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2011 In Golf – Europeans End Year On Top of the World 3

Posted on December 15, 2011 by Rod Crowley

The biggest lesson to be learned from golf in 2011 was quite simply that the standard of the game and the levels of competition just gets higher and higher, not just in the standards set by the players but also with the tournament organization and TV coverage.

The re-vamped European Tour now known as the Race to Dubai has added a new dimension to European Golf. Although it possibly has some way to go before it begins to attract some of those star names from the US PGA Tour, it is constantly discovering new talent and it should be noted that it is four European players who sit in the top four places in the world rankings.

Top of that list is Luke Donald, who became the first man in golf history to win the money lists on both the US tour and Race to Dubai Tours. Four wins during the year and whole host of top five and top ten finishes, confirmed him not only as the best in the world right now but also by far and away the most consistent.

The young Ulsterman, who sits one place behind Donald in the rankings, Rory McIlroy also enjoyed an unforgettable year. The 22 year old won a first Major at the US Open, where he broke just about every record that is to be broken in that most prestigious tournament. That win came on the back of a hugely unfortunate final round at the US Masters in April where after three rounds McIlroy had decimated the field and the daunting Augusta course. We all know what happened to him in that final round, but the courage he showed from that disaster to win the US Open in such style was actually almost beyond belief. The lesson learned by all golf fans and players is that Rory McIlroy is going to be around at the very top for a very long time. Read the rest of this entry →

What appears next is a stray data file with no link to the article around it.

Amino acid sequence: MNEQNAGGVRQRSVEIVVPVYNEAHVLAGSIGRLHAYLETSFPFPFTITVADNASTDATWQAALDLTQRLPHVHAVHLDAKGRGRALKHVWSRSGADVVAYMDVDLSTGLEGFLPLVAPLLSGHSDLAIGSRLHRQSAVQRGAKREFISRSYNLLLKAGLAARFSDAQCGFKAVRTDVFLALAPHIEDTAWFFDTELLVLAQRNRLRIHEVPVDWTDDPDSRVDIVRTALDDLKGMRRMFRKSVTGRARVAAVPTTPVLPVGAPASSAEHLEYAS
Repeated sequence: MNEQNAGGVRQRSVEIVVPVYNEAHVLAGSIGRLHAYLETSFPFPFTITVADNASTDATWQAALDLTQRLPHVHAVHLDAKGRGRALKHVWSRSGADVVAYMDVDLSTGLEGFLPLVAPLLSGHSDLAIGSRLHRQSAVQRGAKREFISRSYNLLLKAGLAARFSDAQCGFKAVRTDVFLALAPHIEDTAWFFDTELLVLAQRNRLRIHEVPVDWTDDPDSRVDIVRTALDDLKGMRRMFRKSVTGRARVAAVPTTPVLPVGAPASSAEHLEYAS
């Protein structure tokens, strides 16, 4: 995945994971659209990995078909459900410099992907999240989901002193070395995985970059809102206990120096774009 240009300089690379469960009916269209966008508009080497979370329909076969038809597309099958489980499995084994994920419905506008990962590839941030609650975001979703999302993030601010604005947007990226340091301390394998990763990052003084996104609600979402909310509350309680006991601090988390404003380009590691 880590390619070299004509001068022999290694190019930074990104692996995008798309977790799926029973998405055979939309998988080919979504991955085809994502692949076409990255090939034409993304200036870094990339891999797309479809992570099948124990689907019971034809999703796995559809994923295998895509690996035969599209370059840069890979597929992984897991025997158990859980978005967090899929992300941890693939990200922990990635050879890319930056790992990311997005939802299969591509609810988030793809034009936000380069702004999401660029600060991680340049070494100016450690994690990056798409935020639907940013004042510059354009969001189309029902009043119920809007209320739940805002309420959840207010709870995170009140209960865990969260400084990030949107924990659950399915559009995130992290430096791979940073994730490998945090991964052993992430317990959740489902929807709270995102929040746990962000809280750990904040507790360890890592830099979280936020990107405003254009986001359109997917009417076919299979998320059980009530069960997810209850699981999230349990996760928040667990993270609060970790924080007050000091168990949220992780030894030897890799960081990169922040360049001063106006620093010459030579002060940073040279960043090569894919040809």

• Vintage Athlete of the Month

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      Rusty Staub

      The Sports Then and Now Vintage Athlete of the Month is a former major league baseball player who came into the game as a teenager and stayed until he was in his 40s. In between, Rusty Staub put up a solid career that was primarily spent on expansion or rebuilding teams.

      Originally signed by the Colt .45s at age 17, he made his major league debut as a 19-year old rookie and became only the second player in the modern era to play in more than 150 games as a teenager.

      Though he hit only .224 splitting time between first base and rightfield, Staub did start building a foundation that would turn him into an All-Star by 1967 when he finished fifth in the league with a .333 batting average.

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